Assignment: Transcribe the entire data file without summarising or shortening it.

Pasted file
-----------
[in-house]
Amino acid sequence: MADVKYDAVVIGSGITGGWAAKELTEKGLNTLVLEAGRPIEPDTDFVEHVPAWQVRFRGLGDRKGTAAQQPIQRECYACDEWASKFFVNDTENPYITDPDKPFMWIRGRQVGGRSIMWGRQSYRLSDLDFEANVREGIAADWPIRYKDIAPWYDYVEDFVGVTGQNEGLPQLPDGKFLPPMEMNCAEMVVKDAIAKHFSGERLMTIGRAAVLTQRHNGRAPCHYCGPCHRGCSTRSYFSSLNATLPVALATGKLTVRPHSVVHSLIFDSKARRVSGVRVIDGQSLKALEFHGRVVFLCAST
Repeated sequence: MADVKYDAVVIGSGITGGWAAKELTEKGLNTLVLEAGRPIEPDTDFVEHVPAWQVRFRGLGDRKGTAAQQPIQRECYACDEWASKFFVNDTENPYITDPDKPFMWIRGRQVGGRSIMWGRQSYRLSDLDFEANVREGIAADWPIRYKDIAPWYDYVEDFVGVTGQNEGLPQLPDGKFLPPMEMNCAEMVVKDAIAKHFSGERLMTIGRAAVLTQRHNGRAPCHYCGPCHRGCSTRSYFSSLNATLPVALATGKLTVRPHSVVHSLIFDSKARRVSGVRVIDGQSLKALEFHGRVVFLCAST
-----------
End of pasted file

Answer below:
[in-house]
Amino acid sequence: MADVKYDAVVIGSGITGGWAAKELTEKGLNTLVLEAGRPIEPDTDFVEHVPAWQVRFRGLGDRKGTAAQQPIQRECYACDEWASKFFVNDTENPYITDPDKPFMWIRGRQVGGRSIMWGRQSYRLSDLDFEANVREGIAADWPIRYKDIAPWYDYVEDFVGVTGQNEGLPQLPDGKFLPPMEMNCAEMVVKDAIAKHFSGERLMTIGRAAVLTQRHNGRAPCHYCGPCHRGCSTRSYFSSLNATLPVALATGKLTVRPHSVVHSLIFDSKARRVSGVRVIDGQSLKALEFHGRVVFLCAST
Repeated sequence: MADVKYDAVVIGSGITGGWAAKELTEKGLNTLVLEAGRPIEPDTDFVEHVPAWQVRFRGLGDRKGTAAQQPIQRECYACDEWASKFFVNDTENPYITDPDKPFMWIRGRQVGGRSIMWGRQSYRLSDLDFEANVREGIAADWPIRYKDIAPWYDYVEDFVGVTGQNEGLPQLPDGKFLPPMEMNCAEMVVKDAIAKHFSGERLMTIGRAAVLTQRHNGRAPCHYCGPCHRGCSTRSYFSSLNATLPVALATGKLTVRPHSVVHSLIFDSKARRVSGVRVIDGQSLKALEFHGRVVFLCAST